The Golden Carrot

is a forever home for older and manageably disabled horses, fully supported by the kind and generous donations of the public. As these horses are difficult to place in knowledgeable and responsible homes, they can depend on a final retirement here.   However, as a service to the community, we will help people who are trying to  place their healthy horse in a new home by working with other rescues.  If you need such help, please send pictures of your horse and history of experience and physical abilities/disabilities including age, as well as your ability to transport or provide ongoing support in any amount, to cocarrot@earthlink.net  - we'll do our best to help you.

The Golden Carrot

THIS IS A FOREVER HOME FOR OLDER AND MANAGEABLY DISABLED HORSES. THEY ARE NOT AVAILABLE FOR ADOPTION!

 

Join us today in our efforts to save those unloved, unwanted, unsafe equines, who deserve a better chance at life.

Donate if you can. Volunteer if you can. Spread the word!

Mack

Chestnut Thoroughbred Gelding, 15.3 hh
Foaled April 1989
 
Some months ago, I got a call from a young woman I’ve known for years. 10-12 years ago she would send me the $50 her parents gave her for a christmas present, for the benefit of Navigator, on whom she had taken lessons. This was her letter:
 

In 2001, I got a horse of my  very own, a thoroughbred named Mack. He's been such a great boy to me over the last nearly 12 years. He went to college with me at Cal Poly Pomona and travelled with me to Foxfield in the summers where I worked as a camp counselor. He's now 23 and will be 24 in just a couple of weeks. He has been working as a lesson horse at PBRC to help pay his board but his soundness is declining, and he is not currently sound enough to work in their lesson program. I'm looking to retire him this summer. I would love for him to end up in your care, as I've been able to see on your website over the years how well Navigator, Topper, Falcon, and several other familiar faces from PBRC have done with you.


This is Mack in action, through water, in earlier days.

She and her father have teamed up to sponsor Mack here at TGC, and today (September 29, 2013) he arrived.  Mack has ringbone as well as the usual arthritis, and has front shoes to help deal with that. And like a lot of little guys, he has a big personality - he stepped off that trailer and headed right out into the herd without shyness. He's already worked to put Jedi and Laddie in their place....  My heart was wrung as I saw the realization that she was leaving her old friend here strike home.  Steph said goodbye in true Golden Carrot form - you can see Mack is a carrothead like all of them!  But it's not really goodbye, as Dave and Steph have promised to visit as well as sponsor Mack in his new home....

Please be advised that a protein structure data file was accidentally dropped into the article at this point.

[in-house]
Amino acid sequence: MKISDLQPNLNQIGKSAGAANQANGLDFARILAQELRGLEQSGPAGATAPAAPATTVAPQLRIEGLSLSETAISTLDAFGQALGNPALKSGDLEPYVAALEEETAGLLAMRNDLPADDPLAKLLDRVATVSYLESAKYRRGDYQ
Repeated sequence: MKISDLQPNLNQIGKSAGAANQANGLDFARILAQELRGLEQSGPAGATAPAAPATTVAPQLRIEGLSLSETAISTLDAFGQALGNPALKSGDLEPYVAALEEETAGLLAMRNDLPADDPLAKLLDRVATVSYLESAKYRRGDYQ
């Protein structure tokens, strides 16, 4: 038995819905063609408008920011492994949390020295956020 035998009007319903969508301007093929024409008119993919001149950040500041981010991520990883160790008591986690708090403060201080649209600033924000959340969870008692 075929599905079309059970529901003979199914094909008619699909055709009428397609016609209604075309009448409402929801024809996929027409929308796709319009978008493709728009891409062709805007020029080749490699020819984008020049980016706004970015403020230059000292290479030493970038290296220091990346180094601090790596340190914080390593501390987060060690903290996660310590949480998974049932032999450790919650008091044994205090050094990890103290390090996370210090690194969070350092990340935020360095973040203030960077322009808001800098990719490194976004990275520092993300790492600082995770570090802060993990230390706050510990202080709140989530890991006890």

Star and Ronan

Star and Ronan were the youngest horses at TGC - But now Gio and Jed are! All thrown away because people could not be bothered. Can you help them?
 
Jed and Gio - the youngest horses at TGC 

 

Duke

Many horses come to TGC ill, abused, starved. Right is Duke in July of 2008, and below is him again 2 months later.  We CAN make a difference, with your help.

Duke 2 months after he arrived at TGC

 

 

 

 

 

 

 

 

 

 

 

The Golden Carrot is home to 37 horses and 2 donks at this time.

WISH LIST:

First and foremost:  The Golden Carrot was hoping for a donation of land but after a decade, it seemed clear that we weren't going to get that. I'd been saving every penny hoping to have travel expenses, but decided to use it as a downpayment. Then came up against the hard truth that no lenders will lend to a 501c3. No matter what. So in the end, after countless hours on all the real estate sites, I found, and purchased, 130 acres in Snowflake AZ.  It is raw land, and while I have enough to get the well drilled and operational, and the property fenced, we still need your help.  Stalls will cost a lot to build. Tractor work to level a site, materials, someone to build, trenching water lines and electric etc.  Any donation you can make to help with these costs will be so much appreciated.

 

Or - do you have pipe corral panels you can donate? When we get to that point, would you be willing to help us transport our equine residents to their new digs? 

Secondly, donations, big or small, one-time or monthly, including sponsorships. If donations could swell a little, I could afford to offer an actual salary to a helper, and should we get to that land, I will need a helper!

 

Or maybe someone knows a big company that wants to sponsor us with one big donation (we could use that for the land!!)

 

Top rated non profit 2012 

SHI - Support Stolen Horse International